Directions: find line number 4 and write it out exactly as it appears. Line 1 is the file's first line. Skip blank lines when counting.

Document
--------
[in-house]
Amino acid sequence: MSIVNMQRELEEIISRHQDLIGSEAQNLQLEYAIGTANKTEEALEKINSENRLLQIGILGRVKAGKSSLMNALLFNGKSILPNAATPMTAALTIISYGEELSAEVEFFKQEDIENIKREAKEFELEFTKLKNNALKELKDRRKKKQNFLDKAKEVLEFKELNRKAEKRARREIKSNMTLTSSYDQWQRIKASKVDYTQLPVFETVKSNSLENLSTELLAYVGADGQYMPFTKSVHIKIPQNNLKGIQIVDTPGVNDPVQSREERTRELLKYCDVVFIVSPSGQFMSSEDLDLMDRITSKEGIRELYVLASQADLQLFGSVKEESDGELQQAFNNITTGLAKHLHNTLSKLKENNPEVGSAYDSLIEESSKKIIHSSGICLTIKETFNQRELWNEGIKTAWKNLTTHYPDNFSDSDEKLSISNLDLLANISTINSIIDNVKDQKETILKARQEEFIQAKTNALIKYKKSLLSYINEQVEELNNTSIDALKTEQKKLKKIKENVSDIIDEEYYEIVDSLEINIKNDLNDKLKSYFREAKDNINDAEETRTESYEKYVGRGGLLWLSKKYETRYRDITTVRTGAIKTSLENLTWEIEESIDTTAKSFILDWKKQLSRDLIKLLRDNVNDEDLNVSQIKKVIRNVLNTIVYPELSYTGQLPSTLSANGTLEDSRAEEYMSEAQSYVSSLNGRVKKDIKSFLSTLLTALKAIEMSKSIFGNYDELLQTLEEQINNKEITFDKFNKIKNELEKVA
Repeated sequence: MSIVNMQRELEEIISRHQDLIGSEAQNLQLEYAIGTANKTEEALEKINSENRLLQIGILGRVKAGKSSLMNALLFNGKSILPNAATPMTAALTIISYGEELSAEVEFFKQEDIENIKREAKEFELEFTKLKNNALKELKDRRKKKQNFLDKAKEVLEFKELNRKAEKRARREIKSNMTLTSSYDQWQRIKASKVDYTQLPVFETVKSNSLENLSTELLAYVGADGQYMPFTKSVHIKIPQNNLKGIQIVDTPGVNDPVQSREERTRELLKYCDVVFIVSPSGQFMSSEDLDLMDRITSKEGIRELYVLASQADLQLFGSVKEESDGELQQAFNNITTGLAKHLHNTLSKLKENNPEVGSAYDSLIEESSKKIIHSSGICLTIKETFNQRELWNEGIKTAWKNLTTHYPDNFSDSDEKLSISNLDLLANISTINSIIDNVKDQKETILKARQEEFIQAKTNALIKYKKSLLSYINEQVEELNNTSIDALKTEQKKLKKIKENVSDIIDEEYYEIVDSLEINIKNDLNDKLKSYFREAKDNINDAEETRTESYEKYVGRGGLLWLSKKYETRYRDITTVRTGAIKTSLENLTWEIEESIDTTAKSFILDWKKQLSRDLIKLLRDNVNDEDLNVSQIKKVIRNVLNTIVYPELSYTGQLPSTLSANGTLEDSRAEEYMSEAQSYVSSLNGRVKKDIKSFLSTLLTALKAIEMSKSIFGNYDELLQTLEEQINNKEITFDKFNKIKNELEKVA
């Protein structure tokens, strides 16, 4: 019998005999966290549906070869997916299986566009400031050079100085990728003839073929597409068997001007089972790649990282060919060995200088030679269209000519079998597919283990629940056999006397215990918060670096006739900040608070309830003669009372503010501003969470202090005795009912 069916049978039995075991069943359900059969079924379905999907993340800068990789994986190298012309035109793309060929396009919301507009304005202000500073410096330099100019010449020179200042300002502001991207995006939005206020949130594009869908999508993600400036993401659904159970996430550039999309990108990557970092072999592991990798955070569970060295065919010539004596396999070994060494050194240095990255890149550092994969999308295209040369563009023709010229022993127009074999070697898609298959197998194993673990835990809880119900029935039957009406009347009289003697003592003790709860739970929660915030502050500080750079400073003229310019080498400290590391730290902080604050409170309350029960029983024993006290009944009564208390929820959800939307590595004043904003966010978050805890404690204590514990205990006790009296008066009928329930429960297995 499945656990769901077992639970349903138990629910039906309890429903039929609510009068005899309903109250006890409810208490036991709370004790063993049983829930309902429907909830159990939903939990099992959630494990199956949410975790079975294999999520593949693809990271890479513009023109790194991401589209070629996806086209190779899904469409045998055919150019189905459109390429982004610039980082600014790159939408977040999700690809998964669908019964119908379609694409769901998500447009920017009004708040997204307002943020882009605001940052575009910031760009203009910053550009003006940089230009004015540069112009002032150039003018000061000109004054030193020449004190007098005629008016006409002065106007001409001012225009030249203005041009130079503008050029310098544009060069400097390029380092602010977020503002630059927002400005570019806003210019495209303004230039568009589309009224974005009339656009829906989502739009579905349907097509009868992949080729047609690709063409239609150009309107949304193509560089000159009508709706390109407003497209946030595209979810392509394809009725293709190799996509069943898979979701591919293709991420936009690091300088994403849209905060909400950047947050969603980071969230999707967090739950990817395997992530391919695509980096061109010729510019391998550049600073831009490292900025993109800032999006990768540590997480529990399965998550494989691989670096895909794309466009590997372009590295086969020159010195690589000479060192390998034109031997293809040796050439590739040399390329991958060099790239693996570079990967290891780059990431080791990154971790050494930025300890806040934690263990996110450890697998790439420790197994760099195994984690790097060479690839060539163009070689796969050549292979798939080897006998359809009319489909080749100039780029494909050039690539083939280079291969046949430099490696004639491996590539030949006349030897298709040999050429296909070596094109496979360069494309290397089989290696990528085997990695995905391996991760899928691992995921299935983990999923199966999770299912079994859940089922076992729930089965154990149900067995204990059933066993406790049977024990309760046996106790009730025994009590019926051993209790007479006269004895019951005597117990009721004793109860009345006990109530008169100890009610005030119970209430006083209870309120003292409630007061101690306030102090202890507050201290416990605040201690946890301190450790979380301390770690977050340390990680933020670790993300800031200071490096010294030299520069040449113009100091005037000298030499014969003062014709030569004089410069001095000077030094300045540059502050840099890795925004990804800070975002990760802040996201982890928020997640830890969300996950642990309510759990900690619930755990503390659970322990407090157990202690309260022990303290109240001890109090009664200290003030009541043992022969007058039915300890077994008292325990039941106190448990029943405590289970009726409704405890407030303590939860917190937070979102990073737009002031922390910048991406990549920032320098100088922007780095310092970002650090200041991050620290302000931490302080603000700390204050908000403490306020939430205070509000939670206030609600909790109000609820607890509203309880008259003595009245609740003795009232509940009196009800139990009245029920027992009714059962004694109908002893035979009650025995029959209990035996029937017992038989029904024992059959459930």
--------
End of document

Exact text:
């Protein structure tokens, strides 16, 4: 019998005999966290549906070869997916299986566009400031050079100085990728003839073929597409068997001007089972790649990282060919060995200088030679269209000519079998597919283990629940056999006397215990918060670096006739900040608070309830003669009372503010501003969470202090005795009912 069916049978039995075991069943359900059969079924379905999907993340800068990789994986190298012309035109793309060929396009919301507009304005202000500073410096330099100019010449020179200042300002502001991207995006939005206020949130594009869908999508993600400036993401659904159970996430550039999309990108990557970092072999592991990798955070569970060295065919010539004596396999070994060494050194240095990255890149550092994969999308295209040369563009023709010229022993127009074999070697898609298959197998194993673990835990809880119900029935039957009406009347009289003697003592003790709860739970929660915030502050500080750079400073003229310019080498400290590391730290902080604050409170309350029960029983024993006290009944009564208390929820959800939307590595004043904003966010978050805890404690204590514990205990006790009296008066009928329930429960297995 499945656990769901077992639970349903138990629910039906309890429903039929609510009068005899309903109250006890409810208490036991709370004790063993049983829930309902429907909830159990939903939990099992959630494990199956949410975790079975294999999520593949693809990271890479513009023109790194991401589209070629996806086209190779899904469409045998055919150019189905459109390429982004610039980082600014790159939408977040999700690809998964669908019964119908379609694409769901998500447009920017009004708040997204307002943020882009605001940052575009910031760009203009910053550009003006940089230009004015540069112009002032150039003018000061000109004054030193020449004190007098005629008016006409002065106007001409001012225009030249203005041009130079503008050029310098544009060069400097390029380092602010977020503002630059927002400005570019806003210019495209303004230039568009589309009224974005009339656009829906989502739009579905349907097509009868992949080729047609690709063409239609150009309107949304193509560089000159009508709706390109407003497209946030595209979810392509394809009725293709190799996509069943898979979701591919293709991420936009690091300088994403849209905060909400950047947050969603980071969230999707967090739950990817395997992530391919695509980096061109010729510019391998550049600073831009490292900025993109800032999006990768540590997480529990399965998550494989691989670096895909794309466009590997372009590295086969020159010195690589000479060192390998034109031997293809040796050439590739040399390329991958060099790239693996570079990967290891780059990431080791990154971790050494930025300890806040934690263990996110450890697998790439420790197994760099195994984690790097060479690839060539163009070689796969050549292979798939080897006998359809009319489909080749100039780029494909050039690539083939280079291969046949430099490696004639491996590539030949006349030897298709040999050429296909070596094109496979360069494309290397089989290696990528085997990695995905391996991760899928691992995921299935983990999923199966999770299912079994859940089922076992729930089965154990149900067995204990059933066993406790049977024990309760046996106790009730025994009590019926051993209790007479006269004895019951005597117990009721004793109860009345006990109530008169100890009610005030119970209430006083209870309120003292409630007061101690306030102090202890507050201290416990605040201690946890301190450790979380301390770690977050340390990680933020670790993300800031200071490096010294030299520069040449113009100091005037000298030499014969003062014709030569004089410069001095000077030094300045540059502050840099890795925004990804800070975002990760802040996201982890928020997640830890969300996950642990309510759990900690619930755990503390659970322990407090157990202690309260022990303290109240001890109090009664200290003030009541043992022969007058039915300890077994008292325990039941106190448990029943405590289970009726409704405890407030303590939860917190937070979102990073737009002031922390910048991406990549920032320098100088922007780095310092970002650090200041991050620290302000931490302080603000700390204050908000403490306020939430205070509000939670206030609600909790109000609820607890509203309880008259003595009245609740003795009232509940009196009800139990009245029920027992009714059962004694109908002893035979009650025995029959209990035996029937017992038989029904024992059959459930």